The district’s budget crisis is the result of ongoing deficit-spending since 2016-17, along with increased costs for special education, insurance, goods and services and staffing — including recent pay raises for teachers and other staff — “at percentages higher than revenues received and anticipated,” according to Wold’s presentation. In addition, West Contra Costa — like all districts in the state — is grappling with increased retirement contribution costs. And declining enrollment has caused the district’s per-student funding to drop.
John al-Amin, the previous associate superintendent of business services who resigned in May, told EdSource on Nov. 18 that he showed the superintendent numbers that revealed a deficit of about $20 million before he left, based on the district’s overspending and failing to cut costs sufficiently to pay for teacher raises which went into effect in 2018 and continue to increase through 2021.
In order to present the board with a budget that appeared balanced, the district removed many known expenses in June, then added them back in after the budget was adopted, said al-Amin, who was hired in August 2018. He said this had also been done in the district in the months before he arrived, but that the previous associate superintendent of business services Christopher Mount-Benites created a separate reserve fund “to force the superintendent’s hand” and require him to seek board approval before dipping into reserves, instead of depleting the district’s unallocated ending fund balance.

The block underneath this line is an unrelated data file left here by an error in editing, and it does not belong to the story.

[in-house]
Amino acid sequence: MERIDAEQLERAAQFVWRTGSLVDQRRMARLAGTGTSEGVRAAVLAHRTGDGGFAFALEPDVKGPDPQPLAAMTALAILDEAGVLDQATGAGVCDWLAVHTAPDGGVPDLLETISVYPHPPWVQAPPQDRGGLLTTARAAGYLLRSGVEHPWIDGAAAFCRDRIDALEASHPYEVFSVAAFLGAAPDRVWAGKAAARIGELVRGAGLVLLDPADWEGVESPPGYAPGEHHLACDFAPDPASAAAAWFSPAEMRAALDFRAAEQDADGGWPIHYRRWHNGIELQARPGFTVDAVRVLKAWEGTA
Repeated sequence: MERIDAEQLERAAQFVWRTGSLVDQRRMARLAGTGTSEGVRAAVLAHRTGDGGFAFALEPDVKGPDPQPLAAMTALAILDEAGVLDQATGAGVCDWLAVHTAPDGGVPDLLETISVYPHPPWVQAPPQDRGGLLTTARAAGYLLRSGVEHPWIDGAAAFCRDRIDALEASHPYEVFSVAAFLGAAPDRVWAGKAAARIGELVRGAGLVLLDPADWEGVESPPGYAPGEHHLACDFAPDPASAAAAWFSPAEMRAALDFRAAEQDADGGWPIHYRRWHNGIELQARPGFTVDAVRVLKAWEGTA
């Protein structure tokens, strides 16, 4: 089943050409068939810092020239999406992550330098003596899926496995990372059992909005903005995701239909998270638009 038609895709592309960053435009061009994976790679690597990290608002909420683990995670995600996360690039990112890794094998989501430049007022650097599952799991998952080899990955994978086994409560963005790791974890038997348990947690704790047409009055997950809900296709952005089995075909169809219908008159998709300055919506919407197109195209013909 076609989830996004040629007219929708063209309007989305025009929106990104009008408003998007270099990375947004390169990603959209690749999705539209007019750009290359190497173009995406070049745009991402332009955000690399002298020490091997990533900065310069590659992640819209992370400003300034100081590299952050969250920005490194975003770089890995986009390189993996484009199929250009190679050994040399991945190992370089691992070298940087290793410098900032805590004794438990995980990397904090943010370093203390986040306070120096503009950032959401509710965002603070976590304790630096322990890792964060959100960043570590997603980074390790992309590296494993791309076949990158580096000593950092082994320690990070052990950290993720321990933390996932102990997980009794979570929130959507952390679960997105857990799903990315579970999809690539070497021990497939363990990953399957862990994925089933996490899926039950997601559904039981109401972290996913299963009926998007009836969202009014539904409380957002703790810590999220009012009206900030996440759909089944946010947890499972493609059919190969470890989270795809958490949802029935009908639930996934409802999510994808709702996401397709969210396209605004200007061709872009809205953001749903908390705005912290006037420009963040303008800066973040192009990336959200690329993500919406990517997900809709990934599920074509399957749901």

“It was done to highlight that we had deficit spending that wasn’t being addressed,” al-Amin said.
When expenses continued to outpace revenues, al-Amin said, “I think everyone was looking for someone to blame.” He said instead of adding expenses after the budget was adopted, the district should have included all known expenses in the original budget presented to the board for approval, along with cuts necessary to balance it.
Regarding the idea of borrowing $15.6 million from the irrevocable trust to cover retiree benefits costs, al-Amin said that’s not something that is routinely done.
“But the reality is given the severity and magnitude of this deficit,” he said, “unless the district is going to make significant reductions, it’s a fund source that could be utilized.”
The board on Wednesday (Nov. 20) will also discuss possibly placing a $575 million construction bond measure on the March, 2020 ballot to help upgrade or rebuild aging facilities.
* Editor’s Note: As a special project, EdSource is tracking developments this year in the Oakland Unified and West Contra Costa Unified School Districts as a way to illustrate some of the most urgent challenges facing many urban districts in California. West Contra Costa Unified includes Richmond, El Cerrito and several other East Bay communities.